James Chan @jameschanuk
Global Emergency Care Fellow, ST5 in Emergency Medicine, Leeds Teaching Hospitals NHS Trust
Anisa Jafar @EmergeMedGlobal
NIHR Academic Lecturer and ST5 in Emergency Medicine, University of Manchester/Manchester Royal Infirmary
There are a number of sound-bytes which have been cropping up recently such as “in this together” and “One world: together at home” alongside COVID-19. The irony of course is that there is no more of a universal “seat at the table” than there ever was prior to the pandemic. In fact, it would be fair to say that for some people, who beforehand might at least have been a few proverbial towns away from said “table”, now find themselves (proverbially of course) on a separate continent1.
In emergency care we, along with our colleagues in the community, have the unique speciality-privilege of seeing the unfettered outside world at our front door2. We see the sharp end of social inequality sitting in our waiting rooms as we manage its direct and indirect consequences on both physical and mental health.
These inequalities are stark enough in high-income countries (HICs), however the situation in low-middle income countries (LMICs) and other weak health systems is even more urgent3. There are many specialist resources (we’ve tried to link to as many as we can in this blog e.g AFEM, IFEM, LSHTM, LSTM, WHO, Africa CDC, Irish Global Health Network) where you can read in more detail about what is going on across the world and more specifically how COVID-19 is being managed in the global south. What we’re going to try to do is highlight just a few international insights to begin with, follow up with some ways in which it is in fact the LMICs who have afforded the UK some benefit in managing COVID-19 and then conclude with some food for thought as to “what next?” when it comes to working with those experiencing the very harshest of realities.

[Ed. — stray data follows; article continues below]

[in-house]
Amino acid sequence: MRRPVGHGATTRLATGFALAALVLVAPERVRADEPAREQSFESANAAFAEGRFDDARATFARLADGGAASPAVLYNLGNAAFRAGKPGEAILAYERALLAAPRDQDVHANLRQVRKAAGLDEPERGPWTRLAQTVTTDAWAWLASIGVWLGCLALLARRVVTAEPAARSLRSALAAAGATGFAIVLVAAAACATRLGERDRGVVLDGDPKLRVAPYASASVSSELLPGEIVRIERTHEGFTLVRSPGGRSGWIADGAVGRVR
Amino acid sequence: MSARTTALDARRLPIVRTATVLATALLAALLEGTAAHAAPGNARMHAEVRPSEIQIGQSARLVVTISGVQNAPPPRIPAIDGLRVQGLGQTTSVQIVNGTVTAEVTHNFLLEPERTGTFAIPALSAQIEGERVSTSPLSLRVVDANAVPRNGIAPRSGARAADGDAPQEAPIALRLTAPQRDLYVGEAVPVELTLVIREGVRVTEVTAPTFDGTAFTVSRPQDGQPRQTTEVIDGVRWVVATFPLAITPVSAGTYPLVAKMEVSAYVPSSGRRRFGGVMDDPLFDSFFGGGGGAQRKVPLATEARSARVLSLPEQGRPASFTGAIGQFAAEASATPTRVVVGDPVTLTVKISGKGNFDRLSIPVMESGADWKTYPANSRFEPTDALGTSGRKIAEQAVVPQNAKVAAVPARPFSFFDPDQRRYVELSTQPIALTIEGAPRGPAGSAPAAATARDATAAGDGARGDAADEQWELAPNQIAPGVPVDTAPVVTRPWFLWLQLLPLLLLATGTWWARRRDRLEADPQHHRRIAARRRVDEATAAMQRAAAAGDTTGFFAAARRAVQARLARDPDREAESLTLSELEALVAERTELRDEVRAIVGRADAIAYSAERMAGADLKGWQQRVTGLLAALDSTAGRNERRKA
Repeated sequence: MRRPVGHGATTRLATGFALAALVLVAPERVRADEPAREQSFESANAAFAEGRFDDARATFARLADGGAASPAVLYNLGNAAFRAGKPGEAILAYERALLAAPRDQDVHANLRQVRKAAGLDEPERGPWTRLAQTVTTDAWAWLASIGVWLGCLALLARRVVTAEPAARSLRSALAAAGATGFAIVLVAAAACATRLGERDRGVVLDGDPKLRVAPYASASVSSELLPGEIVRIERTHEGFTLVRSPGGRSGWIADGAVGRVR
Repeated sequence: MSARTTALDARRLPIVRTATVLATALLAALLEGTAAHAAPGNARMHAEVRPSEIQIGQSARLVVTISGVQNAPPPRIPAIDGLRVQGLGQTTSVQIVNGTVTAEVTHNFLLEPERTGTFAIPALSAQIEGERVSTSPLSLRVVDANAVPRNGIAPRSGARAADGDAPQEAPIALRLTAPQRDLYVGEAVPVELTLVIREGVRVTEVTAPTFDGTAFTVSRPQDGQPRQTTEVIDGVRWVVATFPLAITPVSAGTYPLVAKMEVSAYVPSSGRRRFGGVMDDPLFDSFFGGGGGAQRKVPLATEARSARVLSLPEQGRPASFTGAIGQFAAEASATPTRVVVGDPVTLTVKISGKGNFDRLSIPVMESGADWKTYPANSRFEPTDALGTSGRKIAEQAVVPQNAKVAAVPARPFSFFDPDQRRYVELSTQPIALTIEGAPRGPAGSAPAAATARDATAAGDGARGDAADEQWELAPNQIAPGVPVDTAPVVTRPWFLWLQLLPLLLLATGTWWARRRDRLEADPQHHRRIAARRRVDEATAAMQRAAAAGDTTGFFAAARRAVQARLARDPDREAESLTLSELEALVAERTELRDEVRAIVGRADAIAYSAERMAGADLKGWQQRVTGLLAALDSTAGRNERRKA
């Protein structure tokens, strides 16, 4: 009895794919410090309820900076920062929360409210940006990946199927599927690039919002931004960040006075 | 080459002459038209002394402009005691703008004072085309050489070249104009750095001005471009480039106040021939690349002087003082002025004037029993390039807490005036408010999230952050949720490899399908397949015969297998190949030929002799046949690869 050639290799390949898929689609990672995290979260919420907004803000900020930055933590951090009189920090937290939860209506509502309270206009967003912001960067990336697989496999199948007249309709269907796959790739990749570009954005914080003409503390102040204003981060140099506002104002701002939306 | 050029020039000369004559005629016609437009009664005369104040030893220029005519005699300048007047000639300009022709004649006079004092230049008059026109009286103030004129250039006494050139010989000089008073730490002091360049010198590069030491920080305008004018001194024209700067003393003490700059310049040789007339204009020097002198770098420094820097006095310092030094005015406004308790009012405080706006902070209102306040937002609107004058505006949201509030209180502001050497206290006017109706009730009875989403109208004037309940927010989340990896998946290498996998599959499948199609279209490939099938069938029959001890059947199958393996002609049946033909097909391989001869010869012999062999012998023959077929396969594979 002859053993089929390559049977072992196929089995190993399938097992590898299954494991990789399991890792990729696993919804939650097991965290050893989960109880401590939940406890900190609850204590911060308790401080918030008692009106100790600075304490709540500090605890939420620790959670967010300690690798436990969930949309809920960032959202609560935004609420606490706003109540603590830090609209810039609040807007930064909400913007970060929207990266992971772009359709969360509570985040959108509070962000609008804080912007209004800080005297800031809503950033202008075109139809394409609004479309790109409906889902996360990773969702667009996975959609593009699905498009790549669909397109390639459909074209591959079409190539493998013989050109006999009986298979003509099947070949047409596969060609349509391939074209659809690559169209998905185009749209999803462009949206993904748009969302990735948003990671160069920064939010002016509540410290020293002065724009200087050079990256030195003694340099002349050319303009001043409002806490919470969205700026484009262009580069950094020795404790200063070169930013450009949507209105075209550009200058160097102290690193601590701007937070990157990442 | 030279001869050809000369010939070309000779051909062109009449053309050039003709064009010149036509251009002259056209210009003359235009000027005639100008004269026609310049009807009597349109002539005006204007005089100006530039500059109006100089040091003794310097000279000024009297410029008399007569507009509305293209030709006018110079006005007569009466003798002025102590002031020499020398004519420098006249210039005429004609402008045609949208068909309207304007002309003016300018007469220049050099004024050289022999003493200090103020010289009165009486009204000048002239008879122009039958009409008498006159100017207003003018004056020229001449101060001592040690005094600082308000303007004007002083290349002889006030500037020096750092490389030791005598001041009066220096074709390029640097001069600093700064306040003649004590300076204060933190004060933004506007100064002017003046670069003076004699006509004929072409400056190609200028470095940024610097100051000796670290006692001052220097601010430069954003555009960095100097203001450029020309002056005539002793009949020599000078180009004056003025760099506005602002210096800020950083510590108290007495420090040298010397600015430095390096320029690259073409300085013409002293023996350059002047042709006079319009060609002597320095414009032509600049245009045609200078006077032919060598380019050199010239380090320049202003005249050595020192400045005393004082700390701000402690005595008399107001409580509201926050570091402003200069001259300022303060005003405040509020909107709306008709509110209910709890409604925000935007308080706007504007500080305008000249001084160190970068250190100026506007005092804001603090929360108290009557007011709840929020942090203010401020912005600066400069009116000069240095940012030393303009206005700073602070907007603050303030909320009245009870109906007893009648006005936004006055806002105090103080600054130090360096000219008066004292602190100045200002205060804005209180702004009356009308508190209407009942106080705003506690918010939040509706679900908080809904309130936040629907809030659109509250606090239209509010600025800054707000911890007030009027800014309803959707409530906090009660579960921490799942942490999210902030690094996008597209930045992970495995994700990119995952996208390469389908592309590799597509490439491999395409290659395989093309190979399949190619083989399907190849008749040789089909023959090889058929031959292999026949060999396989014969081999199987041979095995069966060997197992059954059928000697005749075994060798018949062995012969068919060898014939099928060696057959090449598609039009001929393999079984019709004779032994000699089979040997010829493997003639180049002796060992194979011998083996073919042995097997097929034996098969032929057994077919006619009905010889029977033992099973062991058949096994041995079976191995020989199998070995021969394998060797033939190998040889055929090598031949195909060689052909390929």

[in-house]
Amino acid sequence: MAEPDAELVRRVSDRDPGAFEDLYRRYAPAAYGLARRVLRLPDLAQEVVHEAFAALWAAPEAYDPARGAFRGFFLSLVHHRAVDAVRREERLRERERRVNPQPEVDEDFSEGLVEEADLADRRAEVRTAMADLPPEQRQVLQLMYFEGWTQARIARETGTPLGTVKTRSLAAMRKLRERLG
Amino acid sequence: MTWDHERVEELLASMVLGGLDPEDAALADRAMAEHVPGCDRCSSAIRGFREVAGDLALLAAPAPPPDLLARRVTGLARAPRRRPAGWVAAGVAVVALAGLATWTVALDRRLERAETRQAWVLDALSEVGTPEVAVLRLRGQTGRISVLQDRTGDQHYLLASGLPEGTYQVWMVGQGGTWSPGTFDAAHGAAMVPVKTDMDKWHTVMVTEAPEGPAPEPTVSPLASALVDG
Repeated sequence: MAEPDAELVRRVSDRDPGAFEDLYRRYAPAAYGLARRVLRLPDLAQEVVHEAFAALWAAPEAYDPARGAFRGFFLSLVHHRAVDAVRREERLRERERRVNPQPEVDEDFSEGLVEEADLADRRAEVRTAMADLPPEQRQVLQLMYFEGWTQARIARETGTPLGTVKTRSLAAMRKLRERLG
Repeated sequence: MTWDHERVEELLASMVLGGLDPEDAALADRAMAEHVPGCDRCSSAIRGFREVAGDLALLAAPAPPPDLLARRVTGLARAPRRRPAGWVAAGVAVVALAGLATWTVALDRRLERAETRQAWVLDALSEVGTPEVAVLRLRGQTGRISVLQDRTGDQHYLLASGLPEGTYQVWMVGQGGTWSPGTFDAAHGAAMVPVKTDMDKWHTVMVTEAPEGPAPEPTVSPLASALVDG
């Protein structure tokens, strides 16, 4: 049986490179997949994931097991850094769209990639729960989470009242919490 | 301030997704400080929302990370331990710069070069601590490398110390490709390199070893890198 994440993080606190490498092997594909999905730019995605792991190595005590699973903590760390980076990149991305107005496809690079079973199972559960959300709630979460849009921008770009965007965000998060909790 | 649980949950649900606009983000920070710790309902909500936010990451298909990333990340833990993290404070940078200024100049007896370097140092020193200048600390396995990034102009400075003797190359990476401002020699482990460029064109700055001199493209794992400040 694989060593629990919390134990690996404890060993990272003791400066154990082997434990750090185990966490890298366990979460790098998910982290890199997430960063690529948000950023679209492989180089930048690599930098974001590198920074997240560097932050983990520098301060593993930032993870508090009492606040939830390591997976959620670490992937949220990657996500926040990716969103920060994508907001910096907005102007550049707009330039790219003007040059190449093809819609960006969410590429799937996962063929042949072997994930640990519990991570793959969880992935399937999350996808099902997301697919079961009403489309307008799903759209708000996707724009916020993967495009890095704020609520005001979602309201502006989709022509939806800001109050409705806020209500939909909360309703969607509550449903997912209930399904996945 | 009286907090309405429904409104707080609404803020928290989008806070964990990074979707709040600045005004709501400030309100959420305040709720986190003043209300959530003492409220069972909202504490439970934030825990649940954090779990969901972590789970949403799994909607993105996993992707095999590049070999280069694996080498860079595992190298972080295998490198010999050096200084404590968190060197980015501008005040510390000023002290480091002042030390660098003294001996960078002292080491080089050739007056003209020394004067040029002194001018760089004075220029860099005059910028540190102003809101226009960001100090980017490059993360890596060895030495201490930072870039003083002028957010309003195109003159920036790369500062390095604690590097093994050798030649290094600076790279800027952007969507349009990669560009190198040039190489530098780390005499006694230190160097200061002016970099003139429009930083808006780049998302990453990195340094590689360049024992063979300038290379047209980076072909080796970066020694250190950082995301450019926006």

Further afield: a window into COVID-19
Tuning into the traditional media outlets in the UK would have us believe that the only difference between our shores and the rest of the world is how strictly the same version of lockdown is being enforced and comparatively how far along the lockdown continuum we have progressed. In fact there are vast differences, because there are many parts of the world with a greater degree of societal fragility. Hand-in-hand with this come poorly-resourced health systems that remain inaccessible to many. Already they are burdened with challenges such as Ebola, HIV, tuberculosis (TB) and, malaria, and now they face disruption of vital public health programmes4. COVID-19 may yet trigger a humanitarian crisis on an unprecedented scale as a result of the widespread socioeconomic collapse, adversely affecting the most vulnerable populations5, especially those already affected by war5,6, food insecurity6,7 and climate breakdown6.
As the health systems in LMICs turn to face COVID-19, with examples of non-governmental organisations taking time to respond with specific guidance, already scarce resources will be diverted from the multitude of challenges which continue to threaten the global community. Certainly the new kid on the respiratory infection block has quickly overshadowed its long-standing neglected cousin, TB8. Notably there has been a big increase in critical care capacity in Europe and as we see signs of the spread of the pandemic to Africa, we can understand why many would feel that donating ventilators to a continent where there are 5 ICU beds per million people would be a welcome response. However, we must remember that current data suggests a UK mortality of just under two-thirds of those with COVID-19 receiving advanced airway support9. Given that there is an extreme shortage of healthcare professionals with the appropriate skills across Africa, it is quite clear that higher-tech interventions will not play as prominent a role in LMICs compared to HICs. Context-appropriate public health measures are primarily what is needed.